First things first, let us clarify something that still causes some confusion; what exactly is AR? ‘Augmented Reality’, is not to be confused with VR (Virtual Reality). It allows consumers (sorry, ‘people’) to ‘augment’ a view of the physical world around them, as opposed to stepping inside a completely virtual one. Mainly by using their phone camera. Remember Pokémon Go? Of course you do. In their simplest forms, think Snapchat lens Vs. plastic or cardboard contraption you pop on your head. No doubt, you’ve heard both acronyms bandied about (a lot) in the last year or so.

The thing is, neither of these terms are new concepts. And they’ve been trying to crack the mainstream for some time now. You might even remember Craig Charles’ popular TV show ‘Cyber Zone’ telling us we’d all be using VR soon in the early 90s. And it’s only now, 25 years later that it’s on the tip of everyone’s tongues.

The same goes for AR. While the first description of what we now know as AR was in the 1994 novel ‘Virtual Light’, it’s been appearing in various applications since not long after the turn of the Millennium. With one of the bigger commercial players ‘Blippar’ trying to crack the mass market for the past half-decade or so, and helping brands to try and do the same. But in reality, only causing a few ripples on the surface of the vast consumer ocean. However, it seems the tides of those waters are finally beginning to turn. If like me, you’ve lately received videos from technologically befuddled family members (who are most definitely not Millennials) featuring them as dogs or wearing some kind of crown, you know the mainstream have been sucked into the swirling AR whirlpool.

While many have been aware of ‘filters’ or ‘lenses’ for a while now, thanks predominantly to Snapchat and a handful of other apps; Instagram’s launch of ‘Face Filter’s in May this year has introduced them to over half a billion users. And unsurprisingly, Insta’s parent company Facebook followed shortly behind. The inevitability of Lord Zuckerberg’s babies rolling out such a feature was sealed over a year ago when Facebook acquired the AR app MSQRD (‘Masquerade’) and instantly applied the brakes to its meteoric ascent.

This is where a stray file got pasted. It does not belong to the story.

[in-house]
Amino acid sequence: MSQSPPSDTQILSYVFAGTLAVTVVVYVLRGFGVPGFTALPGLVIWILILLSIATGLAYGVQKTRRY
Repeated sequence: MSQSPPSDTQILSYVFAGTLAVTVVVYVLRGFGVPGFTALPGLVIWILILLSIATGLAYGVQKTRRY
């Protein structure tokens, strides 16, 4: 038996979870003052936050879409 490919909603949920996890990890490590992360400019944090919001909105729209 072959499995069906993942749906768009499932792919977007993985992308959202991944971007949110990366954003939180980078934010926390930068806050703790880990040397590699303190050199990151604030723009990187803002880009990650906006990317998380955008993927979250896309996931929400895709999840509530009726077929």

The creative possibilities of AR have been put to good use by the likes of Gatorade’s Super Bowl Snapchat campaign in 2016, and more recently Bacardi’s UGC music video, or HBO’s Game of Thrones secret filter. And proved that it offers a new way to engage a notoriously difficult younger audience and get them to spend longer with a brand online. But until recently, the AR media touchpoint has only really been accessible for brands to use at scale on Snapchat. While other app based options haven’t quite hit the download heights required to surf the wave of the tech adoption curve.

The launch of Apple’s AR Kit, has opened the technology up to more developers (FYI – if you didn’t see the A-Ha ‘Take on me’ video replicator, it’s well worth a play). This means we’re going to see even more applications of augmented reality flooding our small screens soon. And speaking of which, the likes of Blippar’s new browser-based banners, means there will be more and more ways to interact with AR without the need to download an app at all. We’re even seeing huge apps such as Shazam (with over a billion users), introduce functionality that allows users to augment the world around them with a simple point and click, without the need to download an app they don’t already have.

What all of this means, is that AR is now a viable way to connect with people at scale, without some of the barriers that have hitherto held brands and consumers back. Facebook has recently started rolling out their first branded Face Filters; and their latest (which launched this week), for Gucci fragrance ‘Bloom’ was produced by MediaCom Beyond Advertising. This means, the doors to world’s largest social network have been opened for AR. Which could mean the world is indeed, finally ready for it. AR you?

To find out more about AR options in media and MBA’s AR READY service, contact

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